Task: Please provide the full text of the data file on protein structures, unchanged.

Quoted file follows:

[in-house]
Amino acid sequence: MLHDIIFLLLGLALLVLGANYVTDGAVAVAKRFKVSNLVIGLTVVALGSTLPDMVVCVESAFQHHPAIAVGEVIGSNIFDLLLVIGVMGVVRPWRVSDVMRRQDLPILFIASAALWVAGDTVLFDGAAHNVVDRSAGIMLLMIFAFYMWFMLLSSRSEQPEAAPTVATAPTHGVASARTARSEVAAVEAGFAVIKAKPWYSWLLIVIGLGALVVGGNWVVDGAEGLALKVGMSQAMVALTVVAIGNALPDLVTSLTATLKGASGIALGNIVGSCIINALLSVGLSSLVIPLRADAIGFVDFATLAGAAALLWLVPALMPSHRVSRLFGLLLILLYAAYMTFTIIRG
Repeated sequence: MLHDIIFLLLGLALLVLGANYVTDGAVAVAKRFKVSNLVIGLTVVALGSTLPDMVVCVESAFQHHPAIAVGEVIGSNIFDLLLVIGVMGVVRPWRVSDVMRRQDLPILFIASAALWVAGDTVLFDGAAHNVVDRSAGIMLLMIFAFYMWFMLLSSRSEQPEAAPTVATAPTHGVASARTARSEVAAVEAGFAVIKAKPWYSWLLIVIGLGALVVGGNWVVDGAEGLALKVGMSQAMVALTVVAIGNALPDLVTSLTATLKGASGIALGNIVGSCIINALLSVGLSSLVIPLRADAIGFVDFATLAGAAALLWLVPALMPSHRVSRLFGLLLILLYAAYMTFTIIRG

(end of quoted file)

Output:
[in-house]
Amino acid sequence: MLHDIIFLLLGLALLVLGANYVTDGAVAVAKRFKVSNLVIGLTVVALGSTLPDMVVCVESAFQHHPAIAVGEVIGSNIFDLLLVIGVMGVVRPWRVSDVMRRQDLPILFIASAALWVAGDTVLFDGAAHNVVDRSAGIMLLMIFAFYMWFMLLSSRSEQPEAAPTVATAPTHGVASARTARSEVAAVEAGFAVIKAKPWYSWLLIVIGLGALVVGGNWVVDGAEGLALKVGMSQAMVALTVVAIGNALPDLVTSLTATLKGASGIALGNIVGSCIINALLSVGLSSLVIPLRADAIGFVDFATLAGAAALLWLVPALMPSHRVSRLFGLLLILLYAAYMTFTIIRG
Repeated sequence: MLHDIIFLLLGLALLVLGANYVTDGAVAVAKRFKVSNLVIGLTVVALGSTLPDMVVCVESAFQHHPAIAVGEVIGSNIFDLLLVIGVMGVVRPWRVSDVMRRQDLPILFIASAALWVAGDTVLFDGAAHNVVDRSAGIMLLMIFAFYMWFMLLSSRSEQPEAAPTVATAPTHGVASARTARSEVAAVEAGFAVIKAKPWYSWLLIVIGLGALVVGGNWVVDGAEGLALKVGMSQAMVALTVVAIGNALPDLVTSLTATLKGASGIALGNIVGSCIINALLSVGLSSLVIPLRADAIGFVDFATLAGAAALLWLVPALMPSHRVSRLFGLLLILLYAAYMTFTIIRG